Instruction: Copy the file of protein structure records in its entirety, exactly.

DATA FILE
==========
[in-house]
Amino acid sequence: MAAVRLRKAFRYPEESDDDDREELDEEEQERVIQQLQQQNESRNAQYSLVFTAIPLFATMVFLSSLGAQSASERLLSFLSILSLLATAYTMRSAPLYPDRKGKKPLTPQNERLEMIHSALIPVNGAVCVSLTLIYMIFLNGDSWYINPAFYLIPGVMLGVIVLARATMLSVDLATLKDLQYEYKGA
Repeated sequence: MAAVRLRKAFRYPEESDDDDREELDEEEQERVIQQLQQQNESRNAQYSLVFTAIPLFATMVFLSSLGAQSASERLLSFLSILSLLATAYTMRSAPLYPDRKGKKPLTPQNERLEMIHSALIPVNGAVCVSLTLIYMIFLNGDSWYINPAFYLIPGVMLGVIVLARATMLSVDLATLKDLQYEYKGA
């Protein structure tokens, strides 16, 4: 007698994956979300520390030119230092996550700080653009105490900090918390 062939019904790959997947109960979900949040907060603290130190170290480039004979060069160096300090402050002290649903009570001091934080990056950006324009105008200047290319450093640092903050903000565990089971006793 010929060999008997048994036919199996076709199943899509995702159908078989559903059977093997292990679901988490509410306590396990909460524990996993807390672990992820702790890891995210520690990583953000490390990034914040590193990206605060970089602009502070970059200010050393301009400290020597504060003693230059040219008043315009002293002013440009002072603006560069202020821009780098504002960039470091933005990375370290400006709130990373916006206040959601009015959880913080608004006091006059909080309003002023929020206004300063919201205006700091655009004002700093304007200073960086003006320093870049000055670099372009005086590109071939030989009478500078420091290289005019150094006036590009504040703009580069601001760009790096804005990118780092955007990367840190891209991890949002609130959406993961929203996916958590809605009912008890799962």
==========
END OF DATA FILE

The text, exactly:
[in-house]
Amino acid sequence: MAAVRLRKAFRYPEESDDDDREELDEEEQERVIQQLQQQNESRNAQYSLVFTAIPLFATMVFLSSLGAQSASERLLSFLSILSLLATAYTMRSAPLYPDRKGKKPLTPQNERLEMIHSALIPVNGAVCVSLTLIYMIFLNGDSWYINPAFYLIPGVMLGVIVLARATMLSVDLATLKDLQYEYKGA
Repeated sequence: MAAVRLRKAFRYPEESDDDDREELDEEEQERVIQQLQQQNESRNAQYSLVFTAIPLFATMVFLSSLGAQSASERLLSFLSILSLLATAYTMRSAPLYPDRKGKKPLTPQNERLEMIHSALIPVNGAVCVSLTLIYMIFLNGDSWYINPAFYLIPGVMLGVIVLARATMLSVDLATLKDLQYEYKGA
């Protein structure tokens, strides 16, 4: 007698994956979300520390030119230092996550700080653009105490900090918390 062939019904790959997947109960979900949040907060603290130190170290480039004979060069160096300090402050002290649903009570001091934080990056950006324009105008200047290319450093640092903050903000565990089971006793 010929060999008997048994036919199996076709199943899509995702159908078989559903059977093997292990679901988490509410306590396990909460524990996993807390672990992820702790890891995210520690990583953000490390990034914040590193990206605060970089602009502070970059200010050393301009400290020597504060003693230059040219008043315009002293002013440009002072603006560069202020821009780098504002960039470091933005990375370290400006709130990373916006206040959601009015959880913080608004006091006059909080309003002023929020206004300063919201205006700091655009004002700093304007200073960086003006320093870049000055670099372009005086590109071939030989009478500078420091290289005019150094006036590009504040703009580069601001760009790096804005990118780092955007990367840190891209991890949002609130959406993961929203996916958590809605009912008890799962």